Review Blog

Jan 04 2016

The ghost by the billabong by Jackie French

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Matilda series. Angus & Robertson, 2015. ISBN 9780732295295
(Age: 10+) Highly recommended. Historical novel, 1960's Australia, Man on the moon. Choosing subject headings is very difficult as French crams so much into her historical novels: hints about the growing equality of women, attitudes in the 60's to domestic violence, opposition to war, the imminent landing on the moon, the tracking station in Canberra . . . the list goes on. Reading any of these books beginning with A waltz for Matilda is like reading a great sprawling romance covering generations of characters, all with some relationship with each other and the land, believable characters set against an impeccably researched background. And I love them all.
Australia's history rolls past your eyes, and amongst the history, family dramas, fights and reconciliations, births and deaths, French blends some of the ballads that used to be far more well known: The man from Snowy River, Waltzing Matilda, Clancy of the Overflow, The road to Gundagai and My country. The multi layered relationships between the protagonists are developed over many years and the length of the books needed to make these believable take the readers on their journey, keeping them reading to the end.
In The ghost at the billabong, we meet again Matilda, now in her eighties, nursing her dying husband, Tommy. Into their house comes a stray, a girl called Jed who says she is Tommy's great grand daughter. Matilda tells her to leave, having had free loaders make such claims before, but she relents and Jed is taken to stay with her daughter in law, Nancy who cares for disabled children on the weekend.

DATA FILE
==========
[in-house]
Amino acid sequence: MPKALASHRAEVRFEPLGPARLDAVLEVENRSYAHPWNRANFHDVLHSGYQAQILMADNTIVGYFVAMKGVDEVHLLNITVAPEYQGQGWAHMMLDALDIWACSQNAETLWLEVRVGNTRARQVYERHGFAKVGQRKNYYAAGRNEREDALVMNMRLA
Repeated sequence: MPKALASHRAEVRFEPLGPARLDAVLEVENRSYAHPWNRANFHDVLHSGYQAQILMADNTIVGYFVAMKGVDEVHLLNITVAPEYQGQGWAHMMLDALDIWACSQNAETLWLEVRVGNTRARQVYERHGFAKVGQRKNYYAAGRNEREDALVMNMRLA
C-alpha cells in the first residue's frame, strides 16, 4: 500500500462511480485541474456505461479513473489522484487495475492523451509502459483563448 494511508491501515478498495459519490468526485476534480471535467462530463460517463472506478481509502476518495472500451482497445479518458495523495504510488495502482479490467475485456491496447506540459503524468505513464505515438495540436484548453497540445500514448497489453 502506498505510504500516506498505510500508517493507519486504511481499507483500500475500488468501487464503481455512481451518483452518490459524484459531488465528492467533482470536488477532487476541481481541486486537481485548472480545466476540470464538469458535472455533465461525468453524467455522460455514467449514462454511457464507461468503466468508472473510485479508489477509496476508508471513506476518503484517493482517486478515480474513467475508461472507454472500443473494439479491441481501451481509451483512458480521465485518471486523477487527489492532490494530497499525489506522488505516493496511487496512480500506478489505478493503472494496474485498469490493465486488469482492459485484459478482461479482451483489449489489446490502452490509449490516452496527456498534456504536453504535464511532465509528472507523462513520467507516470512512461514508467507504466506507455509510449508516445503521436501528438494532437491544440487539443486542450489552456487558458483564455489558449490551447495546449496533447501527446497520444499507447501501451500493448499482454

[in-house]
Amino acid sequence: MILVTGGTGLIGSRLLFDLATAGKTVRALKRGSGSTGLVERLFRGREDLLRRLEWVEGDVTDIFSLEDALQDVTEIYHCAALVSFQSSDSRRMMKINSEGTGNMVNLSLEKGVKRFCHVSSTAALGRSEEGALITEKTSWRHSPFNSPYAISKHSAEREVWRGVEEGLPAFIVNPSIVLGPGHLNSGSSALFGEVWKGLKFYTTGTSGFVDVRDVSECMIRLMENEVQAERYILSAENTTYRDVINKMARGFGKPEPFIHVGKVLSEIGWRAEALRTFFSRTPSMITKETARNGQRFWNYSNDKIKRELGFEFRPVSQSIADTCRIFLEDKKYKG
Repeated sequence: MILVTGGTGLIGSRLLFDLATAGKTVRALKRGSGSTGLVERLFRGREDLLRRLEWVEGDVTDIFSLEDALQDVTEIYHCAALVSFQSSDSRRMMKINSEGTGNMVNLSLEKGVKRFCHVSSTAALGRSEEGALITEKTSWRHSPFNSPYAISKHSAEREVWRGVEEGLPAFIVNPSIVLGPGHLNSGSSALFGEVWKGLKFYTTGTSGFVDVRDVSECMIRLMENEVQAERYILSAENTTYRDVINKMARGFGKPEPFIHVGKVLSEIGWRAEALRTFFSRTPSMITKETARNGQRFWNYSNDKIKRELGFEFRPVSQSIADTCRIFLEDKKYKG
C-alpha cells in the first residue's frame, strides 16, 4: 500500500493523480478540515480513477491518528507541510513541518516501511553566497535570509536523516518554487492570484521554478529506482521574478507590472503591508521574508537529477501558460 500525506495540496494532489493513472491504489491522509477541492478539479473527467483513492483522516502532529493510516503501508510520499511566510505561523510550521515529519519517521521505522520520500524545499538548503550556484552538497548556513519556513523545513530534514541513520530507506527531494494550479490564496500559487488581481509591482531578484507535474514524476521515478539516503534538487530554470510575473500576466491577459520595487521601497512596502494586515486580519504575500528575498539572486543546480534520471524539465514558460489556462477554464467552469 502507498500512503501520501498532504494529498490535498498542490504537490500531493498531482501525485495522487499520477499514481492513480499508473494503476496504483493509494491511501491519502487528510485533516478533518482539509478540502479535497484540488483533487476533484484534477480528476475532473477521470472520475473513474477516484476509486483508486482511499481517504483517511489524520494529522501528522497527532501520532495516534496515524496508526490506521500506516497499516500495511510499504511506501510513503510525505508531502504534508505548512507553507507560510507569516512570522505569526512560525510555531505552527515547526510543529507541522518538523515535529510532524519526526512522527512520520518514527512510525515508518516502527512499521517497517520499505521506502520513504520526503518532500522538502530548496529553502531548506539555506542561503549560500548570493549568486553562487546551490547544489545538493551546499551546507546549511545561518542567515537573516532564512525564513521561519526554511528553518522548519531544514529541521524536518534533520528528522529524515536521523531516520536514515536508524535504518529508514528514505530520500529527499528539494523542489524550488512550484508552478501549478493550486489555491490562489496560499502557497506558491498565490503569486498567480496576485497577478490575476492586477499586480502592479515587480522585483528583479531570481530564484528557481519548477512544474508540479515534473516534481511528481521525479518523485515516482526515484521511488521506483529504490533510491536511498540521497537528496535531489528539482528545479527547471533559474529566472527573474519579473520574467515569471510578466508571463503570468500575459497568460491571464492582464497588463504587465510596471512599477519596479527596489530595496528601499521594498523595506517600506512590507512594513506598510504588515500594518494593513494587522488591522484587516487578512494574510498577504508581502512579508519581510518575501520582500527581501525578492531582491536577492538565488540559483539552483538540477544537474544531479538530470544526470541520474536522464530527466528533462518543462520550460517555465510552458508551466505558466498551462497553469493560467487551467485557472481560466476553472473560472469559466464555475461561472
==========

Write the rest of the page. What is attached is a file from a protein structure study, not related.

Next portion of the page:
Here Jed learns to shake off some of her past hurt, gain their trust and prove she is who she says she is. A tall order, but a story that is so well plotted and told that it takes you willingly with it to the conclusion.
While Jed learns more about the family, they have investigators checking her story and although Jed reveals some of her past, most is a closed and scary book. With Tommy's unwavering interest in the work being done by the tracking stations in Australia for the upcoming landing on the moon, Jed treks to Canberra and finds work at Honeysuckle Creek Tracking Station reporting back to Tommy on weekends. The weaving of the moon landing through the story will fascinate the readers, especially the little known work done in Australia.
And if five is not enough, then French has said there will be number six and even another in her notes at the end of this absorbing read. I have relished them all for their reminders of times past and intriguing mysteries, but above all the credible story of a broad acre family reflecting so much of what has happened in Australia since Federation.
Fran Knight

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